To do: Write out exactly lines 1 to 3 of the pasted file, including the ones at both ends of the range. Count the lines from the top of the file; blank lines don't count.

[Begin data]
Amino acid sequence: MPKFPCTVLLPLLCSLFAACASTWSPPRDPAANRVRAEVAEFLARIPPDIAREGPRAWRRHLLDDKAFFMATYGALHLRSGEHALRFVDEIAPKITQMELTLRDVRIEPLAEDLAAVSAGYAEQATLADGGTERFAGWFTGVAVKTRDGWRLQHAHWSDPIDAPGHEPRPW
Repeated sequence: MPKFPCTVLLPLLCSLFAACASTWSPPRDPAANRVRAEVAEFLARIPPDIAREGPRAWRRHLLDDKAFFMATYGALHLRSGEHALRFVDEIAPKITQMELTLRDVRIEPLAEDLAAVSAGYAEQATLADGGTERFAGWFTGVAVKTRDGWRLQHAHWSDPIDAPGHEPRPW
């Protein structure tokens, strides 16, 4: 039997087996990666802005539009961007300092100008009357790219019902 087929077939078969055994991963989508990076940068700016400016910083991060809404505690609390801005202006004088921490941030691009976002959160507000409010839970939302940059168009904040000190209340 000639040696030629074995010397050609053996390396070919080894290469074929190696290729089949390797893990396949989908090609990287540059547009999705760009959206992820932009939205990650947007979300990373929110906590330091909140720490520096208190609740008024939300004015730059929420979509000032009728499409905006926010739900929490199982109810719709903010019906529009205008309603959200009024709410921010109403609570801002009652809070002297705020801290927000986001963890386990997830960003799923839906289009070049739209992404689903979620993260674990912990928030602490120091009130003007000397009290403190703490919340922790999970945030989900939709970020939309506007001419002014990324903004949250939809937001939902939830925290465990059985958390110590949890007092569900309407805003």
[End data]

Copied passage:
Amino acid sequence: MPKFPCTVLLPLLCSLFAACASTWSPPRDPAANRVRAEVAEFLARIPPDIAREGPRAWRRHLLDDKAFFMATYGALHLRSGEHALRFVDEIAPKITQMELTLRDVRIEPLAEDLAAVSAGYAEQATLADGGTERFAGWFTGVAVKTRDGWRLQHAHWSDPIDAPGHEPRPW
Repeated sequence: MPKFPCTVLLPLLCSLFAACASTWSPPRDPAANRVRAEVAEFLARIPPDIAREGPRAWRRHLLDDKAFFMATYGALHLRSGEHALRFVDEIAPKITQMELTLRDVRIEPLAEDLAAVSAGYAEQATLADGGTERFAGWFTGVAVKTRDGWRLQHAHWSDPIDAPGHEPRPW
């Protein structure tokens, strides 16, 4: 039997087996990666802005539009961007300092100008009357790219019902 087929077939078969055994991963989508990076940068700016400016910083991060809404505690609390801005202006004088921490941030691009976002959160507000409010839970939302940059168009904040000190209340 000639040696030629074995010397050609053996390396070919080894290469074929190696290729089949390797893990396949989908090609990287540059547009999705760009959206992820932009939205990650947007979300990373929110906590330091909140720490520096208190609740008024939300004015730059929420979509000032009728499409905006926010739900929490199982109810719709903010019906529009205008309603959200009024709410921010109403609570801002009652809070002297705020801290927000986001963890386990997830960003799923839906289009070049739209992404689903979620993260674990912990928030602490120091009130003007000397009290403190703490919340922790999970945030989900939709970020939309506007001419002014990324903004949250939809937001939902939830925290465990059985958390110590949890007092569900309407805003």